Limiting city congestion

Restrictions on vehicle movement within busy cities will also be useful in cutting down on heavy traffic. In addition to reducing the amount of toxic pollutants in the air, a less congested city would certainly improve quality of life for residents, making streets optimal for biking and walking instead.

Will we see clean air zones in the US?

While Europe and China have been leading the way in low and zero emissions zones and diesel bans in cities, the US has some catching up to do. Currently, there are no cities implementing any type of ban on diesel vehicles in the US, as the general priorities have pointed toward EV implementation and renewable energy sources rather than green zones

Some are taking matters into their own hands, however. With General Motors announcing their plan to have a zero emission product lineup by 2035, and California Governor Gavin Newsom saying that the state will ban the sale of new ICE engine cars and trucks by 2035 as well.

One city that is making strides for cleaner air is Santa Monica, California. The city is the first to map a zero emission delivery zone, meaning that all goods delivered within the area must arrive in a zero emission vehicle, whether that be an electric vehicle or a bicycle.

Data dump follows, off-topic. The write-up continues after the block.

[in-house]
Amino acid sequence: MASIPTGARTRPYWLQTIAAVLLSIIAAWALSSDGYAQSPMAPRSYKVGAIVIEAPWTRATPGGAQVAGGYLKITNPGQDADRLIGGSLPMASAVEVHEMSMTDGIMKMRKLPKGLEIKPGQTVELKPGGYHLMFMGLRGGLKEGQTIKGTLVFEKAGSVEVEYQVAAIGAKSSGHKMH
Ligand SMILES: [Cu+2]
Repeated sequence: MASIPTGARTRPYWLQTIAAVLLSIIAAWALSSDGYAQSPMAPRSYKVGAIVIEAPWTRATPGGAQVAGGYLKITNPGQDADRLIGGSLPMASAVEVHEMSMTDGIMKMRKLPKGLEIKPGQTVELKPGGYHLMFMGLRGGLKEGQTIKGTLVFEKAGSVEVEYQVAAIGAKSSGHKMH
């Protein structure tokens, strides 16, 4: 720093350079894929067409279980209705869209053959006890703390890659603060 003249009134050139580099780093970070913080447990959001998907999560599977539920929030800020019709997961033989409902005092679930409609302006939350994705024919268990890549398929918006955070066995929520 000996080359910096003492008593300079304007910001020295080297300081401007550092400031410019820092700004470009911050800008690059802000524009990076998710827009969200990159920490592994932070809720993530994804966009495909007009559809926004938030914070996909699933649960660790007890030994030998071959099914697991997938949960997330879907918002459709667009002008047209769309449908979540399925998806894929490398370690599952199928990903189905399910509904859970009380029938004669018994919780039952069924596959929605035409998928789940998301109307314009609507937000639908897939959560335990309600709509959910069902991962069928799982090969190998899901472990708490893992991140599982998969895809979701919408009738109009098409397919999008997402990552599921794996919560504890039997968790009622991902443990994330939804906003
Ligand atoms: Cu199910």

What low emissions zones mean for global sustainability

Green zones in major cities are effective and show promising results nearly immediately. As electric-powered trucks and heavy-duty vehicles have been slow to roll out, the biggest barrier now is lack of available alternatives. However, cities looking for an immediate solution can still enforce green zones for passenger vehicles, light-duty trucks and city buses.

From a global standpoint, the reduction of greenhouse gases in areas that are currently so concentrated with these toxic pollutants would be significant for public health and for a global reduction of GHG.

If you’re interested to see how our platform and team of analysts are helping fleets become more sustainable through their telematics data, schedule a demo with us today.

Gretchen Reese

Growth Marketing Manager